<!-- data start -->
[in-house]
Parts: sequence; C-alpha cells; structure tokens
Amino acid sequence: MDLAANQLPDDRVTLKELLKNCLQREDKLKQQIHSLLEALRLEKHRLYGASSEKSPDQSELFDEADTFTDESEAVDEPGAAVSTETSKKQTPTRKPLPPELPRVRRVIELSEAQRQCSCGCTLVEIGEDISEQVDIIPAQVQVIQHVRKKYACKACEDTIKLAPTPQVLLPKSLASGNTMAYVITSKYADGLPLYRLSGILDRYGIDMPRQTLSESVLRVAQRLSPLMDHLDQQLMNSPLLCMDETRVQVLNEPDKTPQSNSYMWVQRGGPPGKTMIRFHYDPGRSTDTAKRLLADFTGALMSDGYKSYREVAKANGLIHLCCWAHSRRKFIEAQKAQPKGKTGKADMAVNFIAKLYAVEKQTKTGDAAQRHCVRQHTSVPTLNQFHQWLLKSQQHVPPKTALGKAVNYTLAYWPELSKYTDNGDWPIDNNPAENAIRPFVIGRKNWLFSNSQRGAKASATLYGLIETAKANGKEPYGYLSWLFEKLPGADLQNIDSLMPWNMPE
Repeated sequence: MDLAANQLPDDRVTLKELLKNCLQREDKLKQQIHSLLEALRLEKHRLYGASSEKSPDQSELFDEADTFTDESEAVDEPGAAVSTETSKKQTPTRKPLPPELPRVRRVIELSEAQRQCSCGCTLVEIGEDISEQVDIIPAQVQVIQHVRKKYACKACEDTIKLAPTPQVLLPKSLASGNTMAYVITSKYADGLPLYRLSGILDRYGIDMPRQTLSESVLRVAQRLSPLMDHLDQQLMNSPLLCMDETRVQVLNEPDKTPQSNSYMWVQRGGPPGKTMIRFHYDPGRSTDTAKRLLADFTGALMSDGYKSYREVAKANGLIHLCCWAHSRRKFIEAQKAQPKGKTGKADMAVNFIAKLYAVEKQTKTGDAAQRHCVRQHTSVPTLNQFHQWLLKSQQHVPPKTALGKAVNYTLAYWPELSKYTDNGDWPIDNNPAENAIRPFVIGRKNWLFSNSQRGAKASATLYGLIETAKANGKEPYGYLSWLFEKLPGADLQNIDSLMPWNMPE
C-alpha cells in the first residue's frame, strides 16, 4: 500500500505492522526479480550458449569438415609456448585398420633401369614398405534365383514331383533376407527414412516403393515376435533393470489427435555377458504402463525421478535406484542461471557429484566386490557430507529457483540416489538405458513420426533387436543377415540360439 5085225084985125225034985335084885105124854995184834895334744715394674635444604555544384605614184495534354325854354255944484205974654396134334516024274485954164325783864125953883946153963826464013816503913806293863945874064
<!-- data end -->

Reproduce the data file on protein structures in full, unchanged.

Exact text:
[in-house]
Parts: sequence; C-alpha cells; structure tokens
Amino acid sequence: MDLAANQLPDDRVTLKELLKNCLQREDKLKQQIHSLLEALRLEKHRLYGASSEKSPDQSELFDEADTFTDESEAVDEPGAAVSTETSKKQTPTRKPLPPELPRVRRVIELSEAQRQCSCGCTLVEIGEDISEQVDIIPAQVQVIQHVRKKYACKACEDTIKLAPTPQVLLPKSLASGNTMAYVITSKYADGLPLYRLSGILDRYGIDMPRQTLSESVLRVAQRLSPLMDHLDQQLMNSPLLCMDETRVQVLNEPDKTPQSNSYMWVQRGGPPGKTMIRFHYDPGRSTDTAKRLLADFTGALMSDGYKSYREVAKANGLIHLCCWAHSRRKFIEAQKAQPKGKTGKADMAVNFIAKLYAVEKQTKTGDAAQRHCVRQHTSVPTLNQFHQWLLKSQQHVPPKTALGKAVNYTLAYWPELSKYTDNGDWPIDNNPAENAIRPFVIGRKNWLFSNSQRGAKASATLYGLIETAKANGKEPYGYLSWLFEKLPGADLQNIDSLMPWNMPE
Repeated sequence: MDLAANQLPDDRVTLKELLKNCLQREDKLKQQIHSLLEALRLEKHRLYGASSEKSPDQSELFDEADTFTDESEAVDEPGAAVSTETSKKQTPTRKPLPPELPRVRRVIELSEAQRQCSCGCTLVEIGEDISEQVDIIPAQVQVIQHVRKKYACKACEDTIKLAPTPQVLLPKSLASGNTMAYVITSKYADGLPLYRLSGILDRYGIDMPRQTLSESVLRVAQRLSPLMDHLDQQLMNSPLLCMDETRVQVLNEPDKTPQSNSYMWVQRGGPPGKTMIRFHYDPGRSTDTAKRLLADFTGALMSDGYKSYREVAKANGLIHLCCWAHSRRKFIEAQKAQPKGKTGKADMAVNFIAKLYAVEKQTKTGDAAQRHCVRQHTSVPTLNQFHQWLLKSQQHVPPKTALGKAVNYTLAYWPELSKYTDNGDWPIDNNPAENAIRPFVIGRKNWLFSNSQRGAKASATLYGLIETAKANGKEPYGYLSWLFEKLPGADLQNIDSLMPWNMPE
C-alpha cells in the first residue's frame, strides 16, 4: 500500500505492522526479480550458449569438415609456448585398420633401369614398405534365383514331383533376407527414412516403393515376435533393470489427435555377458504402463525421478535406484542461471557429484566386490557430507529457483540416489538405458513420426533387436543377415540360439 5085225084985125225034985335084885105124854995184834895334744715394674635444604555544384605614184495534354325854354255944484205974654396134334516024274485954164325783864125953883946153963826464013816503913806293863945874064